Will House Dems Hold Their Noses And Pass Senate’s Health Bill?
January 18, 2010
(ChattahBox)—-The special election in Massachusetts to fill the late Ted Kennedy’s senate seat, has taken a shocking turn, with Republican challenger Scott Brown slightly ahead of Democratic candidate Martha Coakley, in most of the recent polling. If Brown succeeds in winning the election in a very blue state, that spells disaster for not only health care reform, but for most of President Obama’s agenda for the remainder of the year leading into the 2010 mid-term elections.
In the wake of this very real threat of losing that all important 60th vote in the senate, Democrats are beginning to craft a plan to pass the complete Senate Bill in the House. That way, it could be passed without the need to send it back to the Senate for an additional vote.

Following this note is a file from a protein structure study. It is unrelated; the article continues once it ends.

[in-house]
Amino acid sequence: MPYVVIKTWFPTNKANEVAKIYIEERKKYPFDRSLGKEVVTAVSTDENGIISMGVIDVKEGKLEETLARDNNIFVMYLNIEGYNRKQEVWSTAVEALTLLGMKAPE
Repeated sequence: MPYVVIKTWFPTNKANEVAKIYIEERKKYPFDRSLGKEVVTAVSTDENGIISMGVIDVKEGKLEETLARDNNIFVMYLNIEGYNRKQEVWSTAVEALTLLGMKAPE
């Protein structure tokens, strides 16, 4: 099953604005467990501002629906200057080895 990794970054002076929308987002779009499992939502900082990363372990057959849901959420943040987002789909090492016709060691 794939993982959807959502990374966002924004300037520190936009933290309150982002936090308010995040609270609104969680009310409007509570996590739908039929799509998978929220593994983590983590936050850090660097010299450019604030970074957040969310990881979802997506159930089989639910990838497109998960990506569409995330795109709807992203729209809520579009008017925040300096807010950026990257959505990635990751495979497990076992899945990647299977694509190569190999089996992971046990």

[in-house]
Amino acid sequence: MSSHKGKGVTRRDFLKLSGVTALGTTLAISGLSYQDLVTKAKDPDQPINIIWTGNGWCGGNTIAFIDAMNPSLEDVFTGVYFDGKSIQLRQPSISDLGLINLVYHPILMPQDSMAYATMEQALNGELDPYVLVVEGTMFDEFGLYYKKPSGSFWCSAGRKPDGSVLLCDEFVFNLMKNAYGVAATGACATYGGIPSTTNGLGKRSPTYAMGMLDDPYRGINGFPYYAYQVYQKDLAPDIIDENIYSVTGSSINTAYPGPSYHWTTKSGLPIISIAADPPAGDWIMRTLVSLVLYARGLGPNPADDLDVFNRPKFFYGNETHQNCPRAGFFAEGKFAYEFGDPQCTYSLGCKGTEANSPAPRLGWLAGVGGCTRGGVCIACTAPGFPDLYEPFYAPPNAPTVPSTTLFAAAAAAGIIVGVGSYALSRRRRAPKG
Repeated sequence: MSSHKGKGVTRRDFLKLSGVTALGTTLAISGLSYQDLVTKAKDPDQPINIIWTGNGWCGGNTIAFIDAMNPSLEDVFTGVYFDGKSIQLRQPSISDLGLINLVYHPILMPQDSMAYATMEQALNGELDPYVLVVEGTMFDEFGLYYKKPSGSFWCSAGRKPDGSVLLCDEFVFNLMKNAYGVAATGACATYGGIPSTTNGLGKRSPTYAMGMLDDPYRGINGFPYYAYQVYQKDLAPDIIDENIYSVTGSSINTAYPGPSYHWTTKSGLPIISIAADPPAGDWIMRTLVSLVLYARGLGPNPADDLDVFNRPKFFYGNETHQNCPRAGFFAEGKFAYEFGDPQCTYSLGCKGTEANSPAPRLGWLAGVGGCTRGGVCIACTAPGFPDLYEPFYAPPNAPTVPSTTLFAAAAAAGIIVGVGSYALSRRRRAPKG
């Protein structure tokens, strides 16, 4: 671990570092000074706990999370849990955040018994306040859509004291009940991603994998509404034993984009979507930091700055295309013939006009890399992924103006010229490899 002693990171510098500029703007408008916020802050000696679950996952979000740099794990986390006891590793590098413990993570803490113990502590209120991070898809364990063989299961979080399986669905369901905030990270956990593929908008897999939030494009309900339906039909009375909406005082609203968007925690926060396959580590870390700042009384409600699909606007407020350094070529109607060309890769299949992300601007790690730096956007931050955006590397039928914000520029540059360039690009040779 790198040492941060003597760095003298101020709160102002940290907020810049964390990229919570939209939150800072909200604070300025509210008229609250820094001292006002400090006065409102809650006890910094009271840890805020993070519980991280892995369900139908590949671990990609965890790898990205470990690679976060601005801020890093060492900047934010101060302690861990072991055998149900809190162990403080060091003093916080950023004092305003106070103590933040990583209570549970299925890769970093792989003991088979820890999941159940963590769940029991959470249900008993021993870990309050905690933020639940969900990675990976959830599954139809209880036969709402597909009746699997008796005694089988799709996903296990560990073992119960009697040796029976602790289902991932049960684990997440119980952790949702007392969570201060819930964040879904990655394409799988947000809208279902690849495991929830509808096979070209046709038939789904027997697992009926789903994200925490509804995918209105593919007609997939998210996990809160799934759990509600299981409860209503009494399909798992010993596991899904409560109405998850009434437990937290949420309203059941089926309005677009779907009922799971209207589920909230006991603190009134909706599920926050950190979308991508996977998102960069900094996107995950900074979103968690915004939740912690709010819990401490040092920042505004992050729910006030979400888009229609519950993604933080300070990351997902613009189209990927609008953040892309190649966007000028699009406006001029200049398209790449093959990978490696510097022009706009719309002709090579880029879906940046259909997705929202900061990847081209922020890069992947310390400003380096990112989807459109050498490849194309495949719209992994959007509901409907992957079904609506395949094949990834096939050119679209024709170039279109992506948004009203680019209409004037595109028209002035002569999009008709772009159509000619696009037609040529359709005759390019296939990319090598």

Both congressional chambers have been ensconced with administration officials, to fine tune the legislation and reconcile the House’s more progressive version of the bill with the senate bill. But in order for the House to pass a health reform bill without sending it back to a Senate no longer having a 60 vote majority, no changes can be made to it.
President Obama would have to convince House members to basically hold their noses and pass the Senate bill, or face the prospect of having no bill at all, after months of hard work and expending political capital. The negotiated changes made to the measure could be added later in budget legislation.
The only other options would be the parliamentary budget reconciliation process in the Senate, which only requires 51 votes. But it would take time and drag out the process further, at a time when both lawmakers and Americans are tired of the process.
As noted in the New York Times:
“For supporters of the health care overhaul, the complaints with the Senate bill may seem minor compared with the prospect of outright defeat of the legislation, the president’s top domestic initiative, and the thought of Republicans’ using a health care failure to clobber Democrats in this fall’s midterm elections.”